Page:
Writing historical fiction is a challenge. I have an idea for a historical fiction, and know that every error can take a reader out of the story. As well, when dealing with historical figures, it is difficult to know exactly what they were like. Notaro did a lot of research, and talked to family members who could give an idea of what these women were like, and what really comes out is that these women were absolute forces who had goals and worked to achieve them in the best ways that they could. These women are inspiring in very different ways, and approach entering a male-dominated work in ways that best suit their own personalities, mixing their love of flying with their femineity. I love Elders signature red lipstick, Boll’s (sometimes almost outlandish) fashion, and Mackay’s take-charge organization and funding (something that inspired me about Grayson as well).

Reading this book just made me want to research these women, as well as the others who were in the race, even more. Reading newspaper articles and other books, such as The Big Hop by Gavin Will really portray Mabel Boll as a high tempered society woman who loved to be at the centre of everything. And she is certainly that in this book! What it does neglect is some of her more generous side. She certainly throws money around to try to achieve her goal of being the Queen of the Air, but when Earhart wins that race, Boll, in the book, quietly retreats. I would have loved to have seen the small, but important tidbit, that even though she wasn’t the first woman to cross the Atlantic by air, she still donated $500 (a lot of money in 1928) to the operators of the Harbour Grace Airstrip for, what she called, a world-class runway. It shows that she was a complex women, as there are very few records of other aviators paying for the use of the runway. In fact, there are letters after the whirlwind of activity with the crash of The Lady Peace at Man Point Marsh in Musgrave Harbour where the Harbour Grace Airstrip contacts some of the newspapers whose reporters used the strip to ask for compensation. That money from Mabel Boll would have gone a long way in the operations of the Harbour Grace Airstrip.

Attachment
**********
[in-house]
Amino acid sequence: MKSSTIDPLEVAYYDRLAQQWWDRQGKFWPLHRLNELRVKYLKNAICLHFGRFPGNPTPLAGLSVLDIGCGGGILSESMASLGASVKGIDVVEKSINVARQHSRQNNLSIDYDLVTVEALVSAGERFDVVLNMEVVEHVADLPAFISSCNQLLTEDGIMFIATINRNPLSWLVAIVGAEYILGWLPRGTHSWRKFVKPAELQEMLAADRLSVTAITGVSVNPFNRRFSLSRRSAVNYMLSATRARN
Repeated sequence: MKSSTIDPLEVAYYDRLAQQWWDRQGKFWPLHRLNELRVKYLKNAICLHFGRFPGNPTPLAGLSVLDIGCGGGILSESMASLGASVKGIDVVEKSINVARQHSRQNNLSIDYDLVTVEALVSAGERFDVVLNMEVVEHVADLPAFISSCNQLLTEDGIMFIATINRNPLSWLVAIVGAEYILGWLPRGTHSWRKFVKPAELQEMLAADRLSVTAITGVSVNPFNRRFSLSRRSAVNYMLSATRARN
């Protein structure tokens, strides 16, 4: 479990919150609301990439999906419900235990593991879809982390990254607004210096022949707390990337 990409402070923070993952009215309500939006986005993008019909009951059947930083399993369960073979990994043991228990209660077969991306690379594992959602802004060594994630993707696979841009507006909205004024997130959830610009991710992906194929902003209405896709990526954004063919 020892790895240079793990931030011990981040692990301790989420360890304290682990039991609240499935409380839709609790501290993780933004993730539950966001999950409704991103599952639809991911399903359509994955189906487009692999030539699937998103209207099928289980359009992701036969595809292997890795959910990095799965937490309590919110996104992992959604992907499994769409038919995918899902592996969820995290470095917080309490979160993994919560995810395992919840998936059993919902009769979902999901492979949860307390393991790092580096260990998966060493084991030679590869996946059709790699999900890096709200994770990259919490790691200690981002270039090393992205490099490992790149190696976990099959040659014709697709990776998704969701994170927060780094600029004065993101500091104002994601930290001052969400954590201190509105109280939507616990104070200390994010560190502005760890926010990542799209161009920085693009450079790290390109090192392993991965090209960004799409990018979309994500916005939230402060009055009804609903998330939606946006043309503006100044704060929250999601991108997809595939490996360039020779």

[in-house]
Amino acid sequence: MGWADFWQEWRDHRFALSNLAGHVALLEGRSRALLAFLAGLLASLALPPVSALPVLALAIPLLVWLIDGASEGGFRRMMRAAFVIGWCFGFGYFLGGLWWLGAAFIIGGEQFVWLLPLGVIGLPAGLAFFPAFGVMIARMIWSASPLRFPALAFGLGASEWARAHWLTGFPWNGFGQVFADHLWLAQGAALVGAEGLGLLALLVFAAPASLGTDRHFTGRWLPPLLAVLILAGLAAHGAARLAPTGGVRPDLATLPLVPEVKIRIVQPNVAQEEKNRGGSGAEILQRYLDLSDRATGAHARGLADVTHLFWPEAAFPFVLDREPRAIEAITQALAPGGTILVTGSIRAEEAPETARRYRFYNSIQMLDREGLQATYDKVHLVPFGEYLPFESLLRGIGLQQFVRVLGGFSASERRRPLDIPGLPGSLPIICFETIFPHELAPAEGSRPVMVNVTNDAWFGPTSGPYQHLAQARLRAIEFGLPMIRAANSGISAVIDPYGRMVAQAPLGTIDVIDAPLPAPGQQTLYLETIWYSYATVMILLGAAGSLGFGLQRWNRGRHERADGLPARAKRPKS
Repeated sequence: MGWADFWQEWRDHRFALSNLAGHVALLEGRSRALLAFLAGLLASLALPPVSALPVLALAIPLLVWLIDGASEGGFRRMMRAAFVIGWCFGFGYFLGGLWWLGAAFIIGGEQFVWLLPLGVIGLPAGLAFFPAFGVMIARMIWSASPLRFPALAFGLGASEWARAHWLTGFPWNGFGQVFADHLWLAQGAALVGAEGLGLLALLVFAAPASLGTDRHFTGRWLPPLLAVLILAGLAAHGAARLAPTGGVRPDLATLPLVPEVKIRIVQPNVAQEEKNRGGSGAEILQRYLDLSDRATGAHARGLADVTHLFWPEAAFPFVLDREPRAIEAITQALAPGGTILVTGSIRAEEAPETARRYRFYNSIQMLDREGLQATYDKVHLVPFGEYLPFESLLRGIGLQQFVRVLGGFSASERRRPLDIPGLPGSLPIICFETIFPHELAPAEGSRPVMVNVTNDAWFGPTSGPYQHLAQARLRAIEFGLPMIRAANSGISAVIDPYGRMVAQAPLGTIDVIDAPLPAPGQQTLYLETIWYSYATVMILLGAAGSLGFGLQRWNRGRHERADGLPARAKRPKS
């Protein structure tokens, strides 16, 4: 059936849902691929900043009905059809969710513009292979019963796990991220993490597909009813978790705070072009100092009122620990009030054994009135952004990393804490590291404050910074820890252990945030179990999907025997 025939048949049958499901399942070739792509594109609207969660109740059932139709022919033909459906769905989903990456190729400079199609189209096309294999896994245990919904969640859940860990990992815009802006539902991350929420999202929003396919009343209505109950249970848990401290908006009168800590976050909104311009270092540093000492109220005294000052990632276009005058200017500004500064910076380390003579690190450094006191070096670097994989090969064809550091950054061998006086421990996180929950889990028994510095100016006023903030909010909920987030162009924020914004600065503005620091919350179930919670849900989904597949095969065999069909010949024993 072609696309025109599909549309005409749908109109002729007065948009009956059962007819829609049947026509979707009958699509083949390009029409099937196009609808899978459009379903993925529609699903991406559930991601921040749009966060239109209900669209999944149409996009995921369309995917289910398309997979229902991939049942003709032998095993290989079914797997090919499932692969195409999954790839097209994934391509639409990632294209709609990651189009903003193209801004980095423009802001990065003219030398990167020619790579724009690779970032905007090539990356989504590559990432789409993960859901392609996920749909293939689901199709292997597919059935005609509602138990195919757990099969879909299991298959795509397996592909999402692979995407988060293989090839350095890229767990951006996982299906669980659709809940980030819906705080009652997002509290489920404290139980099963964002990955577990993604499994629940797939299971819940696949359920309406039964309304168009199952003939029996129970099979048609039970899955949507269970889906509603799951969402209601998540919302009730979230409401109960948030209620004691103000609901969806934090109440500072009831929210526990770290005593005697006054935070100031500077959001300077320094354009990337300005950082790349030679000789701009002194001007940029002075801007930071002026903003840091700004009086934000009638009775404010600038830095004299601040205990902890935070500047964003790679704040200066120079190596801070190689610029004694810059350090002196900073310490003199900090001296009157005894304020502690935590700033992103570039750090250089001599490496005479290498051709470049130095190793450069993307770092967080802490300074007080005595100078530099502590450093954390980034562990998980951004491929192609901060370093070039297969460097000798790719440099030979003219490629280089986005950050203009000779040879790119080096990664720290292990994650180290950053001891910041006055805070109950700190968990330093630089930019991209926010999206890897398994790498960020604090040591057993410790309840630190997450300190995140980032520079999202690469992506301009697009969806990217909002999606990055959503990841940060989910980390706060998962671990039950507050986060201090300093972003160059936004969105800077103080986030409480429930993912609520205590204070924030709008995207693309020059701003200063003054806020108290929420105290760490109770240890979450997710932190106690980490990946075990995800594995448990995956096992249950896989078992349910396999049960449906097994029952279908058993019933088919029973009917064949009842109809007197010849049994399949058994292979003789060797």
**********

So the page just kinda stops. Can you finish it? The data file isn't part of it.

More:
A landscape photo showing short grass in the foreground with patches of sand, then a length of sand around the middle of the photo, behind which is a small grassy slope and evergreen trees in the background. The sky is a gray-blue overcast.